• "Persistent cookies" - These cookies stay on your computer or device after your browser has been closed and last for a time specified in the cookie. We use persistent cookies when we need to know who you are for more than one browsing session. For example, we use them to remember your preferences for the next time you visit.
  • "Web Beacons/Pixels" - Some of our web pages and emails may also contain small electronic images known as web beacons, clear GIFs or single-pixel GIFs. These images are placed on a web page or email and typically work in conjunction with cookies to collect data. We use these images to identify our users and user behavior, such as counting the number of users who have visited a web page or acted upon one of our email digests.

JD Supra Cookies. We place our own cookies on your computer to track certain information about you while you are using our Website and Services. For example, we place a session cookie on your computer each time you visit our Website. We use these cookies to allow you to log-in to your subscriber account. In addition, through these cookies we are able to collect information about how you use the Website, including what browser you may be using, your IP address, and the URL address you came from upon visiting our Website and the URL you next visit (even if those URLs are not on our Website). We also utilize email web beacons to monitor whether our emails are being delivered and read. We also use these tools to help deliver reader analytics to our authors to give them insight into their readership and help them to improve their content, so that it is most useful for our users.

Analytics/Performance Cookies. JD Supra also uses the following analytic tools to help us analyze the performance of our Website and Services as well as how visitors use our Website and Services:

  • HubSpot - For more information about HubSpot cookies, please visit
  • New Relic - For more information on New Relic cookies, please visit
  • Google Analytics - For more information on Google Analytics cookies, visit To opt-out of being tracked by Google Analytics across all websites visit This will allow you to download and install a Google Analytics cookie-free web browser.

Facebook, Twitter and other Social Network Cookies. Our content pages allow you to share content appearing on our Website and Services to your social media accounts through the "Like," "Tweet," or similar buttons displayed on such pages. To accomplish this Service, we embed code that such third party social networks provide and that we do not control. These buttons know that you are logged in to your social network account and therefore such social networks could also know that you are viewing the JD Supra Website.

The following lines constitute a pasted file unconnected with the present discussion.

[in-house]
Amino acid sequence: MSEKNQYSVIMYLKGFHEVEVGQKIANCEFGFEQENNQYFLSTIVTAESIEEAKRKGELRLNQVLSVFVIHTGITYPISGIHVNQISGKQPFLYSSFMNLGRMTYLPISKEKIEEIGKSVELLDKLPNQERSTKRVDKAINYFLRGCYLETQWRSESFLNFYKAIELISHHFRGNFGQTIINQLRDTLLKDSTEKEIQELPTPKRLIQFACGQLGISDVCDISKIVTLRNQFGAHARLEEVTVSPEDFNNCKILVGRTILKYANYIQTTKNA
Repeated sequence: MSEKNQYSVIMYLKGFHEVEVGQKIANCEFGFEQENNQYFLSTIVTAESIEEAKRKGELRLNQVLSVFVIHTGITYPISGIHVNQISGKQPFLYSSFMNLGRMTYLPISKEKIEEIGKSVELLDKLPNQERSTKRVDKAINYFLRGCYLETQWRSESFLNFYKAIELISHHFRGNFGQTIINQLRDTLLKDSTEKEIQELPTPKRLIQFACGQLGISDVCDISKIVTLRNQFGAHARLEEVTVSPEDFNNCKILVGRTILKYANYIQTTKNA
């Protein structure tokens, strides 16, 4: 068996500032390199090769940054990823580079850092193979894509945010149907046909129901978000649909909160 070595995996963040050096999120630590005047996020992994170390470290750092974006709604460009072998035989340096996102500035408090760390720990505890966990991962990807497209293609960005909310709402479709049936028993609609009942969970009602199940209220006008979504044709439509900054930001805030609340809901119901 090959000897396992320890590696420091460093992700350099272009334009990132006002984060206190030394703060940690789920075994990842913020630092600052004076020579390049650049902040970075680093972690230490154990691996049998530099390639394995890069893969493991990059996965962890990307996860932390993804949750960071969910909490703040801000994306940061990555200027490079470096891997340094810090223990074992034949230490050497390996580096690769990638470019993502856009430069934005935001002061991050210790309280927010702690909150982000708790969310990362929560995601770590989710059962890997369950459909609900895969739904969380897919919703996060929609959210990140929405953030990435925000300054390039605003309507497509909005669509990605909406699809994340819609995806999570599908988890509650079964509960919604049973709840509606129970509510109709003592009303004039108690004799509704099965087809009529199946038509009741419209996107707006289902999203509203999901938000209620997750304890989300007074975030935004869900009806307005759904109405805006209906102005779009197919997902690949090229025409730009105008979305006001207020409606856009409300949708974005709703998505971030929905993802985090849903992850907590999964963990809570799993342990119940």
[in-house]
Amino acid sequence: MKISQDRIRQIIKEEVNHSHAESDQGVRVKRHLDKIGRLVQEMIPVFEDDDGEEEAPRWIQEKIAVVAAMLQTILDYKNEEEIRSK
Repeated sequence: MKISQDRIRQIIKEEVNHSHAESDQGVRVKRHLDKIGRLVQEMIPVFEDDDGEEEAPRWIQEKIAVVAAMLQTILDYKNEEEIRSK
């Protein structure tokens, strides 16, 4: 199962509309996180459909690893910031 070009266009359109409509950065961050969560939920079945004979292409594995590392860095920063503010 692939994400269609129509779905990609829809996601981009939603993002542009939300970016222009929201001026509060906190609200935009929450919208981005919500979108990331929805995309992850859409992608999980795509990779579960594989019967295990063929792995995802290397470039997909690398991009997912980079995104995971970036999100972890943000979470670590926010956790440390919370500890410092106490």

Controlling and Deleting Cookies

If you would like to change how a browser uses cookies, including blocking or deleting cookies from the JD Supra Website and Services you can do so by changing the settings in your web browser. To control cookies, most browsers allow you to either accept or reject all cookies, only accept certain types of cookies, or prompt you every time a site wishes to save a cookie. It's also easy to delete cookies that are already saved on your device by a browser.

The processes for controlling and deleting cookies vary depending on which browser you use. To find out how to do so with a particular browser, you can use your browser's "Help" function or alternatively, you can visit which explains, step-by-step, how to control and delete cookies in most browsers.

Updates to This Policy

We may update this cookie policy and our Privacy Policy from time-to-time, particularly as technology changes. You can always check this page for the latest version. We may also notify you of changes to our privacy policy by email.

Contacting JD Supra

If you have any questions about how we use cookies and other tracking technologies, please contact us at:

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This website uses cookies to improve user experience, track anonymous site usage, store authorization tokens and permit sharing on social media networks. By continuing to browse this website you accept the use of cookies. Click here to read more about how we use cookies.